The district collectorate building, from where the office of the SCPCR functions, in Ranchi. Telegraph picture
Ranchi, Feb. 22: Schools found guilty of hitting or torturing students will be fined Rs 25,000 by State Commission for the Protection of Child Rights (SCPCR), a penalty which may not be sufficient compensation for traumatised children but at least heralds a new era of accountability.
In all, the child rights body, constituted last year, has received 500 complaints so far. Of these, 200 related to corporal punishment in which around 60 schools across the state, including government-run and private ones, have been accused. The rest 300 complaints relate to trafficking or missing children.
To haul up schools guilty of hitting, slapping or torturing a child, the commission will impose the cash fine on the management of the cradles after verifying the claims of the complainant by March 31.
If the school — irrespective of whether it is state-run or private — denies charges or refuses to pay up, the commission will take legal action or even move to cancel their affiliations to boards concerned, be it Jharkhand Academic Council (JAC), ICSE or CBSE.
The commission issued a notification to this effect a week back in consultation with state departments of HRD and social welfare, women and child development.
Though it is just the tip of the iceberg with one-lakh-plus schools in the state, complaints have been received against a number of well-known capital cradles such as St Thomas School, Gurunanak School and Oxford Public School.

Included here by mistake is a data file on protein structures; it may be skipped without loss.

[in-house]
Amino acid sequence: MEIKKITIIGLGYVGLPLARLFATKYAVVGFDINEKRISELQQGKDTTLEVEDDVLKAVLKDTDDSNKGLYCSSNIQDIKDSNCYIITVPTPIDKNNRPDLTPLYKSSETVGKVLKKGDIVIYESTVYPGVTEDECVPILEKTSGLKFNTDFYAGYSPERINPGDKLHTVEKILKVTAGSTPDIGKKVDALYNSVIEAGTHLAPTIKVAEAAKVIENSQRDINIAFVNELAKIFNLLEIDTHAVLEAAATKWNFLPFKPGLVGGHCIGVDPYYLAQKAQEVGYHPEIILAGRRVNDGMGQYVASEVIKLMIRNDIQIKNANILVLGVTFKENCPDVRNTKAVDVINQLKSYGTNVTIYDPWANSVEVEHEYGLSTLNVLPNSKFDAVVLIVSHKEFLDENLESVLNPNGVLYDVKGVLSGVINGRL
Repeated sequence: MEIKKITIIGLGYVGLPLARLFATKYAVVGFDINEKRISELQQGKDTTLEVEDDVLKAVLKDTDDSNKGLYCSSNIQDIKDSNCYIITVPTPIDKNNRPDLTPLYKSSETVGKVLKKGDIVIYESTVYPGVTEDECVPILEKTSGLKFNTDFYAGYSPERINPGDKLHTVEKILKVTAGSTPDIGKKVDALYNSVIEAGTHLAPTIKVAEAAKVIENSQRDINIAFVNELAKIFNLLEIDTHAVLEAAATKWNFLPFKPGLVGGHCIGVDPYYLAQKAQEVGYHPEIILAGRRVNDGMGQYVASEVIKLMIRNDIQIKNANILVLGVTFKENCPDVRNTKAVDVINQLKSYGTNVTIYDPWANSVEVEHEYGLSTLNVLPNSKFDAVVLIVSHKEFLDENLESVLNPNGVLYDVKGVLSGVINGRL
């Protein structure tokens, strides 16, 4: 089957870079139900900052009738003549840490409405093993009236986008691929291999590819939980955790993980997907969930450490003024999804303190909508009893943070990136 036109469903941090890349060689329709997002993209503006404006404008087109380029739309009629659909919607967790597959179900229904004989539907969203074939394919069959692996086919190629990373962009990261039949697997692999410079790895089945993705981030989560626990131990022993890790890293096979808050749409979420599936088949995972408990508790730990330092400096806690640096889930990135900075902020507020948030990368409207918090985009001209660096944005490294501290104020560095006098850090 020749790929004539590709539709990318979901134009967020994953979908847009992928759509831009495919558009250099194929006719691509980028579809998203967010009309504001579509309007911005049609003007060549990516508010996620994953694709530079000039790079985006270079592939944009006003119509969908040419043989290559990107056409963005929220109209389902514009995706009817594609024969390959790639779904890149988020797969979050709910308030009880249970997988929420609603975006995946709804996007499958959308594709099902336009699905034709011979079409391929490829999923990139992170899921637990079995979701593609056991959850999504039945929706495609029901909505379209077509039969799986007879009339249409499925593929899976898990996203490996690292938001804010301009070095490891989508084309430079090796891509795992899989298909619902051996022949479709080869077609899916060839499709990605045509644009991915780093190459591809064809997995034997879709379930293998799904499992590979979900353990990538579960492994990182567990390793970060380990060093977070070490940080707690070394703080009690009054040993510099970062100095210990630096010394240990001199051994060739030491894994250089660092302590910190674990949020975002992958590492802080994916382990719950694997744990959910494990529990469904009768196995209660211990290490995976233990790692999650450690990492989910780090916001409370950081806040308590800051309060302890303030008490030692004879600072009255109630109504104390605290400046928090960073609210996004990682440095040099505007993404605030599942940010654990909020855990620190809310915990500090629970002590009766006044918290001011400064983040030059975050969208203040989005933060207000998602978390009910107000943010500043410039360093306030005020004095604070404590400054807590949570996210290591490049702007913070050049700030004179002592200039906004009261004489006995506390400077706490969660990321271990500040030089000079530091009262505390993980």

RTE Act, 2009, prohibits physical punishment and mental harassment of children under Section 17(1) and makes it a punishable offence under Section 17(2). But despite the media highlighting the cases of children injured due to corporal punishment, schools were rarely punished.
The reasons why children are tortured in schools range from disciplinary issues to sadism to corruption.
For instance, a source at the commission revealed that at a state-run school, girls who demanded their free cycles from authorities were asked to shell out bribe money and “mentally tortured” by teachers when they refused.
Caning, boxing ears, slapping, humiliating and forcing children to do menial labour in school were some of the other complaints. Girls “unable to attend schools due to constant torture by male teachers” hinting at child sexual abuse, also formed a part of the shame list.
Commission chairperson Rooplakshmi Munda said most of the complaints came from Ramgarh, Ranchi, Khunti, Seraikela-Kharsawan, Gumla and Sahebganj.
“It is shocking. But at least the numbers prove that children won’t take the beatings lying down. We have decided to impose fine of Rs 25,000 on schools found guilty. We have to complete the process before March 31 as it is the RTE deadline,” Munda said.
Commission members Sunit Kalyan, Ranjana Kumari, Sanjay Kumar Mishra and Sunil Kumar are working round the clock to tighten the noose around the schools.
“Madhukar Gupta, adviser to the governor has sanctioned us Rs 40 lakh for the smooth functioning of the commission,” Mishra said.
Commission member Ranjana Kumari said what disturbed them the most was the prevalence of fear among children about schools. “Why should physical or mental torture be a part of schooling? Many parents complain that their children face some physical or mental abuse. A student of Class XI of Oxford Public School committed suicide last September allegedly due to teacher’s behaviour. Then, parents approached the commission. Such a sad waste of a young life,” she added.
Commission member Sanjay Mishra said they had asked schools to set up corporal punishment monitoring cells, each comprising two teachers, parents and students; a doctor; a lawyer; an independent counsellor; and an independent child rights or woman’s rights activist.